Writer: Rahila Gupta
Director: Guy Slater
Reviewer: Harry Stern
Theatre does tragedy. Every day somewhere in the world a King Lear goes mad, Macbeth’s vaulting ambition propels him towards his downfall and countless other tragic figures speed to their inevitable decline. Done well it is genuinely affecting, life-changing even. But when it is the tragedy of a child that is being told and when that tragedy is drawn from real, desperately painful life, theatre has a far greater responsibility. Perversely, the challenge lies in neither cheapening the experience by over-dramatising it, nor undervaluing it by attaching a veneer of theatrical cynicism. In either case, respect would not be paid.
Luckily for us, but inevitably excruciatingly for her, this verse solo-drama was written by the child’s mother. Though marginally stylised by the ballad nature of the writing, Gupta offers an unvarnished account that is played with great truth, sensitivity and tact by the admirable Jaye Griffiths. It is, though, a very difficult experience that left a number of the audience in tears. And no wonder.
Nihal Armstrong was born in 1984 after a difficult birth that ended in a Caesarian section after which he spent nearly a month in a special care baby unit as he struggled for life. From such an inauspicious start his unfolding brief existence was full of a plethora of experience. Some was joyful, much was painful, all of it was magnified in stature by the fact that he was diagnosed as having Cerebral Palsy. Gupta’s efforts to offer him a life that was more than bearable were faced at every turn with equal amounts of institutional ignorance, ineptitude, prejudice and enlightenment. From birth to grave, from hospital to school to courtroom, society’s inability to respond to such a tragedy in a coherent and consistent way seems to have been a hallmark of Nihal’s seventeen years of life.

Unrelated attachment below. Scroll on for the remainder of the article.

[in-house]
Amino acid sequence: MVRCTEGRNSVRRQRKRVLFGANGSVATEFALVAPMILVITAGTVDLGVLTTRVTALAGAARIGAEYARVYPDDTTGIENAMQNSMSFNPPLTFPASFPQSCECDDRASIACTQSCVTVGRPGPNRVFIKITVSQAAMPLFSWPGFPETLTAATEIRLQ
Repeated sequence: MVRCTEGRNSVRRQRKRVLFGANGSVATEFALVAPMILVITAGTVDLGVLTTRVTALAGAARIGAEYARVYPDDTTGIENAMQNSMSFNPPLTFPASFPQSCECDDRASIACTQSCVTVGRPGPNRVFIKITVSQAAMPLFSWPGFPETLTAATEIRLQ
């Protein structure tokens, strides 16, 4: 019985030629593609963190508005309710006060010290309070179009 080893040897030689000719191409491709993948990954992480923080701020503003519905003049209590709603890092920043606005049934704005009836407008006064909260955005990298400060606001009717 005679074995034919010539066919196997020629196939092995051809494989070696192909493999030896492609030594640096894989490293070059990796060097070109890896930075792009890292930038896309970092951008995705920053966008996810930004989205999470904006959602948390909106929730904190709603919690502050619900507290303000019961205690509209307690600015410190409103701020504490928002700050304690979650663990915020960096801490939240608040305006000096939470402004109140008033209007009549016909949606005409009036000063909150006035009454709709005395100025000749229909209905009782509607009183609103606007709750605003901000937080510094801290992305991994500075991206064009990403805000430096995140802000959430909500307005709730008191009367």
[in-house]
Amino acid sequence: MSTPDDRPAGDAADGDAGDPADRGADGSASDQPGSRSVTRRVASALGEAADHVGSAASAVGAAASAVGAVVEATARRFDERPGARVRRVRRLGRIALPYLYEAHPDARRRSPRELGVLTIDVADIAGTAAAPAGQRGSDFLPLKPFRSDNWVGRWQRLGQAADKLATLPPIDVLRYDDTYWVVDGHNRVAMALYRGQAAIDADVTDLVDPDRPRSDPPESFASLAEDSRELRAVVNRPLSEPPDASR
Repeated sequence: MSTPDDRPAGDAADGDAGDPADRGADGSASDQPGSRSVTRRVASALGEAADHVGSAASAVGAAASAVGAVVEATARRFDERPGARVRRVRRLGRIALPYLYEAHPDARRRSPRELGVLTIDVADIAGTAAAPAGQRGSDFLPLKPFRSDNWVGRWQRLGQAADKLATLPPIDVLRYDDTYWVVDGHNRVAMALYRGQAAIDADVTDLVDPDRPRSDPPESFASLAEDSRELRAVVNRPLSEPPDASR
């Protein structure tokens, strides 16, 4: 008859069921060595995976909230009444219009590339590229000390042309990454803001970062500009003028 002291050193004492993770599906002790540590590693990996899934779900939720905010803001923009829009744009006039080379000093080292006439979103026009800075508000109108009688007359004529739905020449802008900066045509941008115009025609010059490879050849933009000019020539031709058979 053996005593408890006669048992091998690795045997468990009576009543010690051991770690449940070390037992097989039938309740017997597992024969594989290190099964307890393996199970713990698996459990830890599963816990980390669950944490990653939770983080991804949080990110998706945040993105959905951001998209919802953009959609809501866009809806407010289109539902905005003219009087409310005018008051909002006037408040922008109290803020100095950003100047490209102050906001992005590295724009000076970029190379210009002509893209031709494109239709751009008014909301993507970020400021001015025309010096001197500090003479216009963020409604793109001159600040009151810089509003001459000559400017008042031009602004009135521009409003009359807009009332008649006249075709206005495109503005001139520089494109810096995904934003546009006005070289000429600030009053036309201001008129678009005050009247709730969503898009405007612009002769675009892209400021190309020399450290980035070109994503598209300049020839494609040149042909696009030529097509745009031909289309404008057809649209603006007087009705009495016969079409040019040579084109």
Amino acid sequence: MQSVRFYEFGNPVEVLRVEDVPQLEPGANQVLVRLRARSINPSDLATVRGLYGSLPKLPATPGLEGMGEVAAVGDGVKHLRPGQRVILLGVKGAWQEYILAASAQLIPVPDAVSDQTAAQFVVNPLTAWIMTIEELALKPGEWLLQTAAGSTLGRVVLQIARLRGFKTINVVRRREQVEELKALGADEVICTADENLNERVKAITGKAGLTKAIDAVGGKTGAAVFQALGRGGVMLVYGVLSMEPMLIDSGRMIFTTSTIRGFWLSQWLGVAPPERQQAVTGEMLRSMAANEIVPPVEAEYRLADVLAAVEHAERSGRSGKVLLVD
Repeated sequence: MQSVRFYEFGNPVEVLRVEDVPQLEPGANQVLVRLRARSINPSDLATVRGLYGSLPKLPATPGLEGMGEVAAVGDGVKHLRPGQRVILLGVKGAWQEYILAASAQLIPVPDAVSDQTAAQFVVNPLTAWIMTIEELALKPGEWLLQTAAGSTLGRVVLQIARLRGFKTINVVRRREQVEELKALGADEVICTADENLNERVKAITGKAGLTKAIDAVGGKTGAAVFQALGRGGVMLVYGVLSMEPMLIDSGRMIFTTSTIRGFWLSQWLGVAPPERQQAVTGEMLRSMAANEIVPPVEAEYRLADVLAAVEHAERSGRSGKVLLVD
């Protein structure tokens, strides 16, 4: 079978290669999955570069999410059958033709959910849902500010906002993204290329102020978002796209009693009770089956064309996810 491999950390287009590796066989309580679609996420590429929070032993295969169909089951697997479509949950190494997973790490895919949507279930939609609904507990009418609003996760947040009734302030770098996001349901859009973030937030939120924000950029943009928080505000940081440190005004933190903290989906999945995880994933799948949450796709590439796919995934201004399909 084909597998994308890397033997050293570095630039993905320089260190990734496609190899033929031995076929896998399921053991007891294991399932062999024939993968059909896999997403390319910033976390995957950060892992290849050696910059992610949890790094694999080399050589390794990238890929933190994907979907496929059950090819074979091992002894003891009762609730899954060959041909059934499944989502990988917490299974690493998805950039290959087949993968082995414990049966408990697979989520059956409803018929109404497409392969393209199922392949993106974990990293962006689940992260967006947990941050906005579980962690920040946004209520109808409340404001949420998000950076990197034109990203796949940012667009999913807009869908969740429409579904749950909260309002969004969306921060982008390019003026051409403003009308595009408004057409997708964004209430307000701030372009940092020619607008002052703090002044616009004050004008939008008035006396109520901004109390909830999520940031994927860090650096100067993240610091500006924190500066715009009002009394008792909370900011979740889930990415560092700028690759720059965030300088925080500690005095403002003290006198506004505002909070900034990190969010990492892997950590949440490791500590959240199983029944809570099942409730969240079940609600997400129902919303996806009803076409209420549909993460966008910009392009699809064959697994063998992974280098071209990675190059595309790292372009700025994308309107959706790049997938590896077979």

While Gupta is angry, at times very, very angry, at this uneven response, she has fashioned a love story between herself and her child. It is, of course, intensely personal and the metaphor she chooses to describe their liaison is one of a knot. “Oh my darling my little love./ Tying and untying our bond./ Cannot hold you nor let you go./ Can’t stand and fight nor abscond.” That knot and the mother’s refusal to bow to professional advice, discovers the soul and heart of a sensitive and spirited poet in the misshapen body of her son. Her persistence and faith resulted in a brief flowering of a personality that, too easily, could never have seen the light. That achievement makes the rest of the mother’s testimony bearable. Although it was transient and cruelly short, Nihal’s emergence from the darkness of institutional incompetence was a matter of celebration. Gupta celebrates with joy and with humour. “Disabled and proud, left no room for disabled and pissed off.”
The play is tough on its audience and very tough on the single performer. The technical challenges for Griffiths are huge but the responsibilities are even bigger. She faces up to those responsibilities with great bravery. She does not draw back from the brink. She is tender, angry, forlorn and wickedly funny as the mother accompanies the son through his life while her own life and relationships are put under the most extreme pressure. It isn’t so much of a tour de force performance as an embodiment of incomporable experience. Played on a simple set by Elroy Ashmore and directed with equal amounts of tact by Guy Slater, this is, without doubt, a piece of work that will affect every audience that sees it.
Nor should we cavil about whether it is a story that should be told from the stage. That decision can only belong to the mother who produced both child and the ballad that his life inspired.